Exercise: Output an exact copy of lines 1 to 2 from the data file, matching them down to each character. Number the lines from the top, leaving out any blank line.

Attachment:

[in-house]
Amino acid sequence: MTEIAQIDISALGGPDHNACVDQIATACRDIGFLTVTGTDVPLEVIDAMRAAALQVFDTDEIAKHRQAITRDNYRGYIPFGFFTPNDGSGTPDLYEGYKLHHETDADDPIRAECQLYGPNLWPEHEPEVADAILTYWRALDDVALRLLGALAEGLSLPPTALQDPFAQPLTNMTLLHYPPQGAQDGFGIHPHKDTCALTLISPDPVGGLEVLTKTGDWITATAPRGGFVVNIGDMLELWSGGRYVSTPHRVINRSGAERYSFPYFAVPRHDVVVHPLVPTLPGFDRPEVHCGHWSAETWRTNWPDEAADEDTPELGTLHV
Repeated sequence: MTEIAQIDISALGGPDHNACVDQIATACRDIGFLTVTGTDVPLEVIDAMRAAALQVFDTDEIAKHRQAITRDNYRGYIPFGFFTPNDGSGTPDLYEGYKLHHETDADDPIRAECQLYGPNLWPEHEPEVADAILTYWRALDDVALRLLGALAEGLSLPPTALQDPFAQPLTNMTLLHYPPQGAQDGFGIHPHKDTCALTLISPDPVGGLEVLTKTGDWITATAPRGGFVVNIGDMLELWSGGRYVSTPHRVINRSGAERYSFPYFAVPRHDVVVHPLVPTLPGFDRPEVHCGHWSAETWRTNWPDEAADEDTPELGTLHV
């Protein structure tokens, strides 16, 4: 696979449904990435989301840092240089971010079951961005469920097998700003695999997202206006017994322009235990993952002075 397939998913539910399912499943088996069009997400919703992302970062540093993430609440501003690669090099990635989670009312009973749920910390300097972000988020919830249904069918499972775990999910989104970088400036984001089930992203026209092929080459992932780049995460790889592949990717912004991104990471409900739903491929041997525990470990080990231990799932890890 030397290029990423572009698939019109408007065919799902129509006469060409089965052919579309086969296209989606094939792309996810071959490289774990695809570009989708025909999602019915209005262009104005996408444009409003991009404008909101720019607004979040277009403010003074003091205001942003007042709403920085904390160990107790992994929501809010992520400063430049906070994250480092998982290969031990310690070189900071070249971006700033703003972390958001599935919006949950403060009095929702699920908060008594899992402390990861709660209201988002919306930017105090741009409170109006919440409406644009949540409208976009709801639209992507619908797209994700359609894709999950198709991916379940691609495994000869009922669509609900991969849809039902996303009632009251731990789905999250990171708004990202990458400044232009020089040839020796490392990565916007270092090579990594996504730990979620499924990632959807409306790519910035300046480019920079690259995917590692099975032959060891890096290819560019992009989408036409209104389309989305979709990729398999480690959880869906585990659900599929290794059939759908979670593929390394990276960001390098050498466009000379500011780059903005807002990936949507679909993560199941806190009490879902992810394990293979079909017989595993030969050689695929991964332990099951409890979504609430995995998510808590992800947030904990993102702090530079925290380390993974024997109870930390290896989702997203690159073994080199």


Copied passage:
[in-house]
Amino acid sequence: MTEIAQIDISALGGPDHNACVDQIATACRDIGFLTVTGTDVPLEVIDAMRAAALQVFDTDEIAKHRQAITRDNYRGYIPFGFFTPNDGSGTPDLYEGYKLHHETDADDPIRAECQLYGPNLWPEHEPEVADAILTYWRALDDVALRLLGALAEGLSLPPTALQDPFAQPLTNMTLLHYPPQGAQDGFGIHPHKDTCALTLISPDPVGGLEVLTKTGDWITATAPRGGFVVNIGDMLELWSGGRYVSTPHRVINRSGAERYSFPYFAVPRHDVVVHPLVPTLPGFDRPEVHCGHWSAETWRTNWPDEAADEDTPELGTLHV